It was the second time I had met her. She still wore her white shirt a lot of material bigger than her scrawny self. I had never spoken to her but whenever she had sat in front of me; I had taken long absorbed gazes at her.
The skin on her face was never flattering and her eyes—they seemed too distant to be in the present. She looked like someone with a simple past yet too afraid, somewhat timid and tightly shut to the outside world.
From two seats away, she would pick her black kinky hair unaware of her behind; struggling futilely to relax the fairly done twists on her head. They stood like spikes on a porcupine—defiant and determined to remain where they were.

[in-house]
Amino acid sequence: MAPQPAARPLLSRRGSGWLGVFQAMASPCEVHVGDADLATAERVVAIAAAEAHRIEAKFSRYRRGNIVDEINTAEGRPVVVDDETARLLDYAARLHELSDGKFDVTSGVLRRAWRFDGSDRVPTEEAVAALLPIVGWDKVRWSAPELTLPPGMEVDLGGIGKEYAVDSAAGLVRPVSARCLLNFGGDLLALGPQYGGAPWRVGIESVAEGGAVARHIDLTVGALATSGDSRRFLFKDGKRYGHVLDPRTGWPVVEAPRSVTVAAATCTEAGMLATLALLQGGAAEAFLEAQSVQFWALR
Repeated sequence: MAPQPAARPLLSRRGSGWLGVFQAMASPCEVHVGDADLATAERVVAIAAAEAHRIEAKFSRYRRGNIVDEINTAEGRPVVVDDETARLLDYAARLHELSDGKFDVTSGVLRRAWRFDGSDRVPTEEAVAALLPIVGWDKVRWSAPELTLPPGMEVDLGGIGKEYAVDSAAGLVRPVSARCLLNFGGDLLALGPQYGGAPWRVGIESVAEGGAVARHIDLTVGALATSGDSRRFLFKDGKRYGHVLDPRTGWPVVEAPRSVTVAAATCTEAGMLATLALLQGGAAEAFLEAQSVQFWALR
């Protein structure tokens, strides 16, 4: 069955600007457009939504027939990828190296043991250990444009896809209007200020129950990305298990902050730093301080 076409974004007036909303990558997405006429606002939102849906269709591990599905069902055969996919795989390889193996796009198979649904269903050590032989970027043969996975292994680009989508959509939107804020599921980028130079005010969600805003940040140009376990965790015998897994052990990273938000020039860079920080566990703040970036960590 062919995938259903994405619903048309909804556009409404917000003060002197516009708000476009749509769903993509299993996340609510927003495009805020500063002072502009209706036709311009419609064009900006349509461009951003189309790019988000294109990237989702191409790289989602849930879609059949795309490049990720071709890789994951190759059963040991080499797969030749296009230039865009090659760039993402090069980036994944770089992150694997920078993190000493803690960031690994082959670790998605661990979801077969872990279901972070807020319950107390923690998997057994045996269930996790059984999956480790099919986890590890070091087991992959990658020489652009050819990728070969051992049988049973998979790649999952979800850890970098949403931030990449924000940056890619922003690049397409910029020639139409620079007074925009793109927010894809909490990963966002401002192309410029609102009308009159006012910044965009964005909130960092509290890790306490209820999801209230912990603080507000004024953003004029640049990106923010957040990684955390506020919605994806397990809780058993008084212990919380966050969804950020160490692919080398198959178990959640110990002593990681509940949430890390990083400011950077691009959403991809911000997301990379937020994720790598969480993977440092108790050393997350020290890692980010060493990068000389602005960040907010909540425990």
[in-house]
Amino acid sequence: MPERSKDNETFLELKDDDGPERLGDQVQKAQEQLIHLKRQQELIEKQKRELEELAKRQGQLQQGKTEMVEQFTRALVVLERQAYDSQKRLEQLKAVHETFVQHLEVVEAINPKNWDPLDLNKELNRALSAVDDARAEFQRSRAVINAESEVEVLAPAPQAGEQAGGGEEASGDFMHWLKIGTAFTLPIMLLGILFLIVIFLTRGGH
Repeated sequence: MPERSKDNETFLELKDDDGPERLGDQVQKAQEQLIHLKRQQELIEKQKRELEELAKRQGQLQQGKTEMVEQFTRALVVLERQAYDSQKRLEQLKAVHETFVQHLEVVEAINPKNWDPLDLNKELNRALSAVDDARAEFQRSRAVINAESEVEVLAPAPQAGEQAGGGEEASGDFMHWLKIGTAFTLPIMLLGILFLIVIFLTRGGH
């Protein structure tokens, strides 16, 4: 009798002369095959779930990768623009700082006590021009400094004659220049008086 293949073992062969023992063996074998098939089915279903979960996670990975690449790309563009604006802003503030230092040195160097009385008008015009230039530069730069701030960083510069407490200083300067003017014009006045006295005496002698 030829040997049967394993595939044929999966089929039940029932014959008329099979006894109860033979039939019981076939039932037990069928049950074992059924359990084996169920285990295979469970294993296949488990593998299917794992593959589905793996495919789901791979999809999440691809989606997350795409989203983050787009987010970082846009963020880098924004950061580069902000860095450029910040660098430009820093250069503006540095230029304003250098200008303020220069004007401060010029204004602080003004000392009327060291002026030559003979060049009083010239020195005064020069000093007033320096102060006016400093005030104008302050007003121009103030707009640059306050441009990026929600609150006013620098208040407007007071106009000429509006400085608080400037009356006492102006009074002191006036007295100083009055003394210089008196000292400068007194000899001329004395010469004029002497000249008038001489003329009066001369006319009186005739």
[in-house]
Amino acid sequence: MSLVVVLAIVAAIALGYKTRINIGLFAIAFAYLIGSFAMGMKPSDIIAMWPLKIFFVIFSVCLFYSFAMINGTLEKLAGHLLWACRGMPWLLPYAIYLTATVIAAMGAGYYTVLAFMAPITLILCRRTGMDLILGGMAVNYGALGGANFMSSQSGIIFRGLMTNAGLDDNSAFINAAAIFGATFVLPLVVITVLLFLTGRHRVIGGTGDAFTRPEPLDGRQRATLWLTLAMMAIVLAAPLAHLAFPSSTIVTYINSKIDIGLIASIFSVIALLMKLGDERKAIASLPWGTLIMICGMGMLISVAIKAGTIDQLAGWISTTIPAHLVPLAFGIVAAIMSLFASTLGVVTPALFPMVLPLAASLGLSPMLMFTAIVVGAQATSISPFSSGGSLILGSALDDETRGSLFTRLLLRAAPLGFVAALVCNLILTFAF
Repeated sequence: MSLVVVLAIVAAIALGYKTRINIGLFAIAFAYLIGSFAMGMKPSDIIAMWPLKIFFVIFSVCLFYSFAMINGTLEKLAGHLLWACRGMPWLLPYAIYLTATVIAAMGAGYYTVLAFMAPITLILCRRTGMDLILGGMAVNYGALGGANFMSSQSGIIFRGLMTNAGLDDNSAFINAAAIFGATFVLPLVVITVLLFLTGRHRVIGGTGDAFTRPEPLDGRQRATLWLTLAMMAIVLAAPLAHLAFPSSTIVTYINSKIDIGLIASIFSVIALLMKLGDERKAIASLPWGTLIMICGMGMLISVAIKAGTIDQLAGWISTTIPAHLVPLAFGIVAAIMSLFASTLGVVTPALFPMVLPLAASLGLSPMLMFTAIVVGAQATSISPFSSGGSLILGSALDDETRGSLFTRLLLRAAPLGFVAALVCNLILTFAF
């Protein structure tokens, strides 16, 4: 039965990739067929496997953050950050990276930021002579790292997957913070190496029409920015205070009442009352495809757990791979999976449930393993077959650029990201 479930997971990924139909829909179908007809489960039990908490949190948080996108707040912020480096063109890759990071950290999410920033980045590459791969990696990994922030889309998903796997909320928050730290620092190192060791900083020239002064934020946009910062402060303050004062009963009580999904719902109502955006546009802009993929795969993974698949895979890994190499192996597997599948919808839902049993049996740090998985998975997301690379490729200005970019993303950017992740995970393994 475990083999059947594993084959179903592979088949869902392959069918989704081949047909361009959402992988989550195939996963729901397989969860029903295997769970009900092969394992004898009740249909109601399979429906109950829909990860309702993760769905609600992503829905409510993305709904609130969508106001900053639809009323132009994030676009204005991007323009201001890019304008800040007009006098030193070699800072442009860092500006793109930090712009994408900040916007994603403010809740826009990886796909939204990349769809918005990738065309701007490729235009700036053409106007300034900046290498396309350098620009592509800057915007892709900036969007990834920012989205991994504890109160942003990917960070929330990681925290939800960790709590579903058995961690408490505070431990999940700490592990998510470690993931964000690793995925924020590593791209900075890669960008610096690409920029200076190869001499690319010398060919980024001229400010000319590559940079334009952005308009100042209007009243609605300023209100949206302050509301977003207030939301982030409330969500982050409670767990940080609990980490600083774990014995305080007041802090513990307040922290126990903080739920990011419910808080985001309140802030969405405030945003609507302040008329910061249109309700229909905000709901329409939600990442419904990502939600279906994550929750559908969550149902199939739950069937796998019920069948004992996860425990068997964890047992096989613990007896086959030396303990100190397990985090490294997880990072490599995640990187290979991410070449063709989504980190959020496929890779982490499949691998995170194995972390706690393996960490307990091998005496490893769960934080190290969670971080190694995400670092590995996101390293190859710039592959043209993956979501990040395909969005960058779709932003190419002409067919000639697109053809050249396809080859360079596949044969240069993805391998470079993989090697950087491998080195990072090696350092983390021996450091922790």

She would steal several glances at the side mirror from behind the bus driver as if to show her discontent with the image that stared back.
She could easily be ignored but there was an oddly striking thing about her. She looked so frail and yet seemed so strong. She reminded me of an old fishing town several miles away from Lome, inhabited by mostly grandmothers and grandfathers.